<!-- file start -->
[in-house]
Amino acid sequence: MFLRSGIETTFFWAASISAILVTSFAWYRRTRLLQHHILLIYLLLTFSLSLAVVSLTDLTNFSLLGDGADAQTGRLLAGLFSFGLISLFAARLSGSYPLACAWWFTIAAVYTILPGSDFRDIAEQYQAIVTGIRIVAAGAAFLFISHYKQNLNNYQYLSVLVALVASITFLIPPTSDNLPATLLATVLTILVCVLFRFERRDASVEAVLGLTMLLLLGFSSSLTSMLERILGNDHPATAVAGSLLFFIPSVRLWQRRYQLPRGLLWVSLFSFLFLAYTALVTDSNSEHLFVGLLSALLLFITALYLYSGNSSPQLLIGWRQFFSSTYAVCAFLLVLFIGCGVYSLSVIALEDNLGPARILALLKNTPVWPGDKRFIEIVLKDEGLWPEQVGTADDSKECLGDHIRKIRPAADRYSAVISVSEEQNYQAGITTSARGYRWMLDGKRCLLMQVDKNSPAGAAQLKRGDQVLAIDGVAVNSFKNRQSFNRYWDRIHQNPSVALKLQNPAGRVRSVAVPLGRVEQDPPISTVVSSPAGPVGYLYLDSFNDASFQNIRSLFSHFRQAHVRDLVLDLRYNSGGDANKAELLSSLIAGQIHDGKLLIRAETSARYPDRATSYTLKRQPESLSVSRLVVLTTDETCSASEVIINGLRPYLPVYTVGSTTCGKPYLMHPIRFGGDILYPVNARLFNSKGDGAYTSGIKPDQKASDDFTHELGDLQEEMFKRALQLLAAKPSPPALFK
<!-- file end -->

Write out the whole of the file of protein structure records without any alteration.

[in-house]
Amino acid sequence: MFLRSGIETTFFWAASISAILVTSFAWYRRTRLLQHHILLIYLLLTFSLSLAVVSLTDLTNFSLLGDGADAQTGRLLAGLFSFGLISLFAARLSGSYPLACAWWFTIAAVYTILPGSDFRDIAEQYQAIVTGIRIVAAGAAFLFISHYKQNLNNYQYLSVLVALVASITFLIPPTSDNLPATLLATVLTILVCVLFRFERRDASVEAVLGLTMLLLLGFSSSLTSMLERILGNDHPATAVAGSLLFFIPSVRLWQRRYQLPRGLLWVSLFSFLFLAYTALVTDSNSEHLFVGLLSALLLFITALYLYSGNSSPQLLIGWRQFFSSTYAVCAFLLVLFIGCGVYSLSVIALEDNLGPARILALLKNTPVWPGDKRFIEIVLKDEGLWPEQVGTADDSKECLGDHIRKIRPAADRYSAVISVSEEQNYQAGITTSARGYRWMLDGKRCLLMQVDKNSPAGAAQLKRGDQVLAIDGVAVNSFKNRQSFNRYWDRIHQNPSVALKLQNPAGRVRSVAVPLGRVEQDPPISTVVSSPAGPVGYLYLDSFNDASFQNIRSLFSHFRQAHVRDLVLDLRYNSGGDANKAELLSSLIAGQIHDGKLLIRAETSARYPDRATSYTLKRQPESLSVSRLVVLTTDETCSASEVIINGLRPYLPVYTVGSTTCGKPYLMHPIRFGGDILYPVNARLFNSKGDGAYTSGIKPDQKASDDFTHELGDLQEEMFKRALQLLAAKPSPPALFK